When it comes to personal data exposed in a breach, assessing the value of that data for class actions lawsuits is more of an art than a science.
As interest in protecting and controlling personal data has surged among consumers lately, there have been several research reports that discuss how much a person's data is worth on the dark web. Threat intelligence provider Flashpoint, for example, published research last month that said access to a U.S. bank account, or "bank log," with a $10,000 balance was worth about $25. However, the price of a package of personally identifiable information (PII) or what's known as a "fullz" is much less, according to Flashpoint; fullz for U.S. citizens that contain data such as victims' names, Social Security numbers and birth dates range between $4 and $10.
But that's the value of personal data to the black market. What's the value of personal data when it comes to class action lawsuits that seek to compensate individuals who have had their data exposed or stolen? How is the value determined? If an organization has suffered a data breach, how would it figure out how much money they might be liable for?
SearchSecurity spoke with experts in legal, infosec and privacy communities to find out more about the obstacles and approaches for assessing personal data value.
The legal perspective
John Yanchunis leads the class action department of Morgan & Morgan, a law firm based in Orlando, Fla., that has handled the plaintiff end for a number of major class action data breach lawsuits, including Equifax, Yahoo and Capital One.
The 2017 Equifax breach exposed the personal information of over 147 million people, and resulted in the credit reporting company creating a $300 million settlement fund for victims (which doesn't even account for the hundreds of millions of dollars paid to other affected parties). Yahoo, meanwhile, was hit with numerous data breaches between 2013 and 2016. In the 2013 breach, every single customer account was affected, totaling 3 billion users. Yahoo ultimately settled a class action lawsuit from customers for $117.5 million.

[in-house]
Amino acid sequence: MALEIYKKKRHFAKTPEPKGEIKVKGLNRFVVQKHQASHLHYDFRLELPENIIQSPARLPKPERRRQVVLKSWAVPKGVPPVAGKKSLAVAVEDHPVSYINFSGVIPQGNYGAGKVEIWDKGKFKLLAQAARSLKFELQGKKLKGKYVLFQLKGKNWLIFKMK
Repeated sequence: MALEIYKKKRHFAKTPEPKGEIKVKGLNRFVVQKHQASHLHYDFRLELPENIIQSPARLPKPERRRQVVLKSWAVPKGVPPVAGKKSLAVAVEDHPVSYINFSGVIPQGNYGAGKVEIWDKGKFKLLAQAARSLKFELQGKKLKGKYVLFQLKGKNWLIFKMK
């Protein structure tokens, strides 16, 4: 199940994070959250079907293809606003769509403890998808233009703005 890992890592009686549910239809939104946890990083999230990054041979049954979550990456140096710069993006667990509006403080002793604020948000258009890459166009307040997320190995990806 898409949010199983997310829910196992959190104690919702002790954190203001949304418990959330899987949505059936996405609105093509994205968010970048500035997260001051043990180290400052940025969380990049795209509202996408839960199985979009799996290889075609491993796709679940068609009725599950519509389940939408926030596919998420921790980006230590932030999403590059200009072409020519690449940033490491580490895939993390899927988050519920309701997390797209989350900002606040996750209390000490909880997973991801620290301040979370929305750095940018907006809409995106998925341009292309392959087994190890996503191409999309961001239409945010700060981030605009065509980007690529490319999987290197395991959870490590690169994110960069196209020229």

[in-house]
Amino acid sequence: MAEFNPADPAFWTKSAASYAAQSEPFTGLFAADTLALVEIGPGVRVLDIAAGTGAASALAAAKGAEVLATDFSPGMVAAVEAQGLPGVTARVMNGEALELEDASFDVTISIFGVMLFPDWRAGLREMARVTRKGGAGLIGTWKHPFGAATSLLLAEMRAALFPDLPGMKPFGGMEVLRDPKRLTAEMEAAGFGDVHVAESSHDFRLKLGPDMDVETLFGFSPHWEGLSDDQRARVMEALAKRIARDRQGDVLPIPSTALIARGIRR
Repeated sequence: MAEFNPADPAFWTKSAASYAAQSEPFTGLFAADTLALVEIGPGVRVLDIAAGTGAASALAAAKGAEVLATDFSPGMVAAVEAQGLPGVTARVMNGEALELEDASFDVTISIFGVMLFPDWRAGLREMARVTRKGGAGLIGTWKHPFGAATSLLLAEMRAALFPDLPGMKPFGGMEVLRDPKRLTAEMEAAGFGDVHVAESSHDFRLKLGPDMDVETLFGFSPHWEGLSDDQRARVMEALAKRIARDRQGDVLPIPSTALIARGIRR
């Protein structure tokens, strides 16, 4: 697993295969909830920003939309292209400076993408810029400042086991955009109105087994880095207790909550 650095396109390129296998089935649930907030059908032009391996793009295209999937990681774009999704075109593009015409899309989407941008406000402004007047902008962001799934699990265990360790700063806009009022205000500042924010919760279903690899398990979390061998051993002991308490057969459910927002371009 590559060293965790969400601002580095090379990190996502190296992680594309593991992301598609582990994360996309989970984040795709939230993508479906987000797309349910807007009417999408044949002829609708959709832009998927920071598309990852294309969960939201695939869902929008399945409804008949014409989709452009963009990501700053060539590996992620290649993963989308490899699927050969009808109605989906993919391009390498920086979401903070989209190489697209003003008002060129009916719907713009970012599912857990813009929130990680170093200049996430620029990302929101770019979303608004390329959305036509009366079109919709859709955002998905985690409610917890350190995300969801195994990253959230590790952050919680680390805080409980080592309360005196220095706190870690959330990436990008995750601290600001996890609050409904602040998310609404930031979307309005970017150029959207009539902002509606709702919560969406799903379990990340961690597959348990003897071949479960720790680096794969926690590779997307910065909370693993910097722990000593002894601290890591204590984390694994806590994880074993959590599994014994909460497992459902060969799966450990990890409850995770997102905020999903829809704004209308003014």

When it comes to determining the value of a password, W-2 form or credit card number, Yanchunis called it "an easy question but a very complex answer."
"Is all real estate in this country priced the same?" Yanchunis asked. "The answer's no. It's based on location and market conditions."
Yanchunis said dark web markets can provide some insight into the value of personal data, but there are challenges to that approach. "In large part, law enforcement now monitors all the traffic on the dark web," he said. "Criminals know that, so what are they doing? They're using different methods of marketing their product. Some sell it to other criminals who are going to use it, some put it on a shelf and wait until the dust settles so to speak, while others monetize it themselves."
As a result, several methods are used to determine the value of breached personal data for plaintiffs. "You'll see in litigation we've filed, there are experts who've monetized it through various ways in which they can evaluate the cost of passwords and other types of data," Yanchunis said. "But again, to say what it's worth today or a year ago, it really depends upon a number of those conditions that need to be evaluated in the moment."
David Berger, partner at Gibbs Law Group LLP, was also involved in the Equifax class action lawsuit and has represented plaintiffs in other data breach cases. Berger said that it was possible to assess the value of personal data, and discussed a number of damage models that have been successfully asserted in litigation to establish value.
One way is to look at the value of a piece of information to the company that was breached, he said.
"In other words, how much a company can monetize basically every kind of PII or PHI, or what they are getting in different industries and what the different revenue streams are," Berger said. "There's been relatively more attention paid to that in data breach lawsuits. That can be one measure of damages."
Another approach looks at the value of an individual's personal information to that individual. Berger explained that this can be measured in multiple different ways. In litigation, economic modeling and "fairly sophisticated economic techniques" would be employed to figure out the market value of a piece of data.
Another approach to assessing personal data value is determining the cost of what individuals need to do to protect themselves from misuse of their data, such as credit monitoring services. Berger also said "benefit-of-the-bargain" rule can also help; the legal principle dictates that a party that breaches a contract must pay the victim of the breached contract an amount in damages that puts them in the same financial position they would be in if the contract was fulfilled.